Tuesday, March 26, 2013

March 2013 Lesson - A lesson in multitasking

A couple of Saturdays ago, I traveled to Toledo for an organ lesson. The theme of the lesson became multitasking as I had trouble learning the new hymns and Bach piece assigned at my previous lesson. What do you think of first when you here "multitasking"? I think of my job where I often have several tasks going at once. 

How does this apply to an organist?  

Organists need to be very good at multitasking to be successful. Each hand and foot usually has it's own "task" to handle. The notes for the left hand will not be the same as the right. The feet are playing the pedals. The tempo must remain consistent. Registration (stops) may need to be changed throughout a piece. Pages may need to be turned. Some organists also direct a choir while they play! 

I've learned that playing the organ is harder than it looks! To improve more quickly, I need to practice each "task" independently. For example, learning the part for each hand separately before playing them together. 

What could you learn more quickly if you broke it down into smaller pieces?

Sunday, March 3, 2013

Music from Sainte-Clotilde, Ypsilanti Pipe Organ Festival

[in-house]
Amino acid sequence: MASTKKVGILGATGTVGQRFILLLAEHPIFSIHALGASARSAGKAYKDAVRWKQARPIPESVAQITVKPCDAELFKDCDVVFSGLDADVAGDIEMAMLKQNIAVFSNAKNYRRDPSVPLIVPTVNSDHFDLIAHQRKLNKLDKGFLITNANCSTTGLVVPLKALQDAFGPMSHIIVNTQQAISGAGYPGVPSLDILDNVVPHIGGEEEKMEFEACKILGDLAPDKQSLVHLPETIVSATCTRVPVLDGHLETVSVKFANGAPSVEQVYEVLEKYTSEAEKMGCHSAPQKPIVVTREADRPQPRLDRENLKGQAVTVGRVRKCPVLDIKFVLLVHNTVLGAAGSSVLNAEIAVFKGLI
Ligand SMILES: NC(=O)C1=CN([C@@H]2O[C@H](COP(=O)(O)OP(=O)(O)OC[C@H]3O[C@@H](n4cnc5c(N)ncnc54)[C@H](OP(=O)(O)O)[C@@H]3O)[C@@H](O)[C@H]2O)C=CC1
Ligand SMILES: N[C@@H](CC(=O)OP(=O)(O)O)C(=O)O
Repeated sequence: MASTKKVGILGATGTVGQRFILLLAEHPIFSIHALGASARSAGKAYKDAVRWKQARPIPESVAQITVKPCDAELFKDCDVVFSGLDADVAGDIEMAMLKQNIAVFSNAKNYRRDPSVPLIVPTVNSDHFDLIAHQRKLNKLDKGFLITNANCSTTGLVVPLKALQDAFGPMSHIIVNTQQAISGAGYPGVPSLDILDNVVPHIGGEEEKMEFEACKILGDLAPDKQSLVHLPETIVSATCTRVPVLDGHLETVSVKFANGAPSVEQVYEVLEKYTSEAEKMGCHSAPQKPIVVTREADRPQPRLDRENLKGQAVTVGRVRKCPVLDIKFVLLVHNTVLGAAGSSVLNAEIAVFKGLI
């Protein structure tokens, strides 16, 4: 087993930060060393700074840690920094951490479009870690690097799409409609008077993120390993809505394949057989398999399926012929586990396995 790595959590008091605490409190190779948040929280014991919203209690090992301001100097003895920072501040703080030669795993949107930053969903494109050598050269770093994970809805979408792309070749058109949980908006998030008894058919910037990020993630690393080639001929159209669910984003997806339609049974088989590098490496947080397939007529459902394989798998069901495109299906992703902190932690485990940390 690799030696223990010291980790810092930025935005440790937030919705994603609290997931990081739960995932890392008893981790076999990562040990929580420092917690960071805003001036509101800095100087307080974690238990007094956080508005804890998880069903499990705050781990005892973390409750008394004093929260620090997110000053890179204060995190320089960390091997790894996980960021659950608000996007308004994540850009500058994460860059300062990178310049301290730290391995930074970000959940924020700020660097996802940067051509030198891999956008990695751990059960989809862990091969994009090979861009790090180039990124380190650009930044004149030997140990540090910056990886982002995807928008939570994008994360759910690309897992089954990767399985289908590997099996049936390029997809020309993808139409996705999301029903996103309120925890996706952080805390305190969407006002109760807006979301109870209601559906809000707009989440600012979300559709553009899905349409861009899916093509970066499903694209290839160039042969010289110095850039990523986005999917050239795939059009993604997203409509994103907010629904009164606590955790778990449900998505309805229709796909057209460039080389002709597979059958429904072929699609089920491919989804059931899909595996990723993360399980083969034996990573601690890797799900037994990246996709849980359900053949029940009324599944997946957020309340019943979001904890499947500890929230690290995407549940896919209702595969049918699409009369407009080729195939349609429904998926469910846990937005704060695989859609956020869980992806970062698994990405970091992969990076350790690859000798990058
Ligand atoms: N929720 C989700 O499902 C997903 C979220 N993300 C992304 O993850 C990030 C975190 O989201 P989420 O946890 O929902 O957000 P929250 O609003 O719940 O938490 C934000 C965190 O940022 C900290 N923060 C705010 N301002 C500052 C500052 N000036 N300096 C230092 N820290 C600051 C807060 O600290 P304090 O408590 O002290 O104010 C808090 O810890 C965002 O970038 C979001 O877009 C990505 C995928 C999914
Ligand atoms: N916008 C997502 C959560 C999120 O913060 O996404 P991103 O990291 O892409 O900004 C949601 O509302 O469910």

On February 17th, 2013 I attended an organ concert presented by the Ypsilanti Pipe Organ Festival at thFirst Presbyterian Church in Ypsilanti, MI. Five of the six organists are students of James Kibbie at the University of Michigan. All pieces played were composed by former organists at Sainte Clotilde in Paris, France from 1863 to 1987:
  • C├ęsar Franck, 1863-1890
  • Gabriel Pierne, 1890-1898
  • Charles Tournemire, 1898-1939
  • Joseph Ermend Bonnal, 1942-1944
  • Jean Langlais, 1945-1987
A complete listing of past and current organists at Sainte-Clotilde can be found here.

This concert was excellent. The organists may be students, but don't let "student" fool you into assuming that are not first class organists. Most of the students already hold organists positions at area churches and are accomplished organists. 
Organ at First Presbyterian Church in Ypsilanti, MI
Like the Christmas Concert at First United Methodist Church, this concert showed two views of the organist and console on a screen. Two alternating views were displayed - hands on the key boards and feet on the pedals. 

Each organist shared a little about the piece they were about to play or about the composer. The information varied from fun fact to stories. Organist and composer Jean Langlais was blind!

The next Ypsilanti Pipe Organ Festival concert will be held on March 17, 2013 at 4:00 PM at the First Presbyterian Church in Ypsilanti, MI. Program details can be found on their website: http://wp.ypsipipes.org/